Trump Watchdog Tells Banks He Really, Really Likes ThemBy
OCC chief Otting tells crowd of lenders he’s on their side
Banks are the ‘customers’ his agency is serving, he says
Former banker Joseph Otting told a crowd of bankers that his Office of the Comptroller of the Currency is doing its best to make life easier for them -- a sentiment that might have been surprising when the 2008 financial crisis was more fresh in the public’s memory.
“I like bankers.” That was Otting’s opening line to community bankers gathered in Washington on Monday. He said the OCC -- which regulates more than 1,000 lenders, from the little guys to the Wall Street giants -- is trying to improve its “responsiveness to our customers, which are the banks.”
The OCC was one of the three U.S. bank regulators that put tougher regulations in motion after the crisis. Otting was a banker in those days, first as an executive at U.S. Bancorp and then running OneWest Bank as president and chief executive officer. He described that work as being a “dream-maker” for borrowers. As the first banker in decades to run the OCC, he assured the industry audience that the Trump administration “is very banker-supportive.”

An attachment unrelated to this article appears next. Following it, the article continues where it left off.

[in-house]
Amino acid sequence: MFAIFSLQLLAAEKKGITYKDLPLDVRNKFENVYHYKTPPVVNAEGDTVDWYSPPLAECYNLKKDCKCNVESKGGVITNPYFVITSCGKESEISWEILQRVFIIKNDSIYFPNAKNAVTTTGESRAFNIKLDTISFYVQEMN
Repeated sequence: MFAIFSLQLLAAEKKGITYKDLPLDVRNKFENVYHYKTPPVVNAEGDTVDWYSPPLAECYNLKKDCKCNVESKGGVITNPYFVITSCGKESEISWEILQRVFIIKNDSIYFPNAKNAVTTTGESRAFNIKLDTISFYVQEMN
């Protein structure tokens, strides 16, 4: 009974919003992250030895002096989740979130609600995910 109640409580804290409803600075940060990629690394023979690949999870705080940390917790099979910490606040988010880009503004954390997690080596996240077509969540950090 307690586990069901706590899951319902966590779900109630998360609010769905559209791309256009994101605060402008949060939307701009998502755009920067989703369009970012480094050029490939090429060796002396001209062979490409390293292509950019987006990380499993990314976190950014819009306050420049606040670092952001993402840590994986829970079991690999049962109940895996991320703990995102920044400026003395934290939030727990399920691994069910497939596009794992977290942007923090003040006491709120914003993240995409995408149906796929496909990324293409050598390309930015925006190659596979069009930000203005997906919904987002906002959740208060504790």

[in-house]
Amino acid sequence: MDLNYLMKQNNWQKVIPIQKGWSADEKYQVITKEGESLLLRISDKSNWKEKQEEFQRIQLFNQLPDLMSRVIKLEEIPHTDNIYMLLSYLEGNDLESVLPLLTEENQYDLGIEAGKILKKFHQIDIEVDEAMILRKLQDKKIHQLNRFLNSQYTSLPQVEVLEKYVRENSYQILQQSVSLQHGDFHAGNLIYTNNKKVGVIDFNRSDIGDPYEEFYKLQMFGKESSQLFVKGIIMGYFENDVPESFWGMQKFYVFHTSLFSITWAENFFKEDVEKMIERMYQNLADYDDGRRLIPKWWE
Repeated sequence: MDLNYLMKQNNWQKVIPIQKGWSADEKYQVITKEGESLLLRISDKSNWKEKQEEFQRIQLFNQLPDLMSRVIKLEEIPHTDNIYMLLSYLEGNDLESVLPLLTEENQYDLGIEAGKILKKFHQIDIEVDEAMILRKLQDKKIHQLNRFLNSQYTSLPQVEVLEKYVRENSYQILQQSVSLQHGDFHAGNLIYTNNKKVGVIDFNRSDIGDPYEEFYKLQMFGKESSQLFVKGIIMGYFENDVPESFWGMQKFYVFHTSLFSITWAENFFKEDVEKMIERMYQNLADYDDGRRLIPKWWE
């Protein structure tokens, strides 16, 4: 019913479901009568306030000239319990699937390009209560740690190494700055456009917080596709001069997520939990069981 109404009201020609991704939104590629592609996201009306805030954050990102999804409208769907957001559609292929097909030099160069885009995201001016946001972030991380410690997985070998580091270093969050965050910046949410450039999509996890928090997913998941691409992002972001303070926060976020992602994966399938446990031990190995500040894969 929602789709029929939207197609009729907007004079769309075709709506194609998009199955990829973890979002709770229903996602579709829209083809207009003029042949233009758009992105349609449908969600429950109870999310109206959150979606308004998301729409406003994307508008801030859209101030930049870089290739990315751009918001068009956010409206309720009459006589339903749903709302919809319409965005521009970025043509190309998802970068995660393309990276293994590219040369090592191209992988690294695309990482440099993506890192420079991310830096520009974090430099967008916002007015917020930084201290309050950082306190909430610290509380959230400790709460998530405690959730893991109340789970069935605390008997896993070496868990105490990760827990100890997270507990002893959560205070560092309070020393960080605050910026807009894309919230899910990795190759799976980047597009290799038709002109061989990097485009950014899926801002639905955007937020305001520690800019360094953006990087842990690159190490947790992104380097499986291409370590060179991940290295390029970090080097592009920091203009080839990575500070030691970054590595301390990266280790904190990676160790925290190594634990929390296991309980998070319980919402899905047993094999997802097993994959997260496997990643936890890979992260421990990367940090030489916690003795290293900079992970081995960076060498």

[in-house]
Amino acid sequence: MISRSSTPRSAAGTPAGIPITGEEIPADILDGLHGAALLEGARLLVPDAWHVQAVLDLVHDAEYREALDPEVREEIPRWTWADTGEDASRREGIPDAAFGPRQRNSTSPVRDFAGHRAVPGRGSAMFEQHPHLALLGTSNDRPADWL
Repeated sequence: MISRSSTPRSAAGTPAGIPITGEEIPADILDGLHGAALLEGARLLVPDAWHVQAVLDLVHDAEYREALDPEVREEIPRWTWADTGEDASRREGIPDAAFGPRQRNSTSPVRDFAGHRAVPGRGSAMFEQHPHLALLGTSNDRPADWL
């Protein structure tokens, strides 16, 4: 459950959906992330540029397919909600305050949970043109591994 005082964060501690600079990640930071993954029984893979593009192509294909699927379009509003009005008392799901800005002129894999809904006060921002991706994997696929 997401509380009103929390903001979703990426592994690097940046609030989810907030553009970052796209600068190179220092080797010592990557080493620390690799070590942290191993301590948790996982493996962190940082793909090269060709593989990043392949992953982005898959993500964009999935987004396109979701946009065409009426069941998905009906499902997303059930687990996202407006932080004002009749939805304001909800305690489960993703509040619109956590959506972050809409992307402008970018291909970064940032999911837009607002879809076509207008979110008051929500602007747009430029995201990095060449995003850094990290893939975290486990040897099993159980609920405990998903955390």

After Otting’s speech to the Independent Community Bankers of America, the group’s chairman climbed to the stage and called his words “refreshing.” In fact, he said, Otting already nailed some of the points he wanted to raise in his own remarks.
Otting outlined specific steps he’s taking to benefit bankers, including:
- Seeking to ease Bank Secrecy Act compliance by making anti-money-laundering rules more flexible; new ideas will be presented to the Financial Crimes Enforcement Network in the next couple of weeks, he says
- Continuing talks with other regulators on revising Volcker Rule trading limits, noting that he expects some findings to come out within a month
- Trying to “re-decentralize” supervision of banks, reversing a trend to move oversight authorities to Washington
- Proposing ideas to broaden what activities can satisfy Community Reinvestment Act requirements; he says he’s hoping the Federal Reserve and Federal Deposit Insurance Corp. will join the OCC, but is prepared to go it alone
- Moving toward a decision on whether to allow financial technology firms to obtain special-purpose bank charters; he says that he’s been “slow-walking” consideration of the controversial topic, but expects to decide within the next 60 to 90 days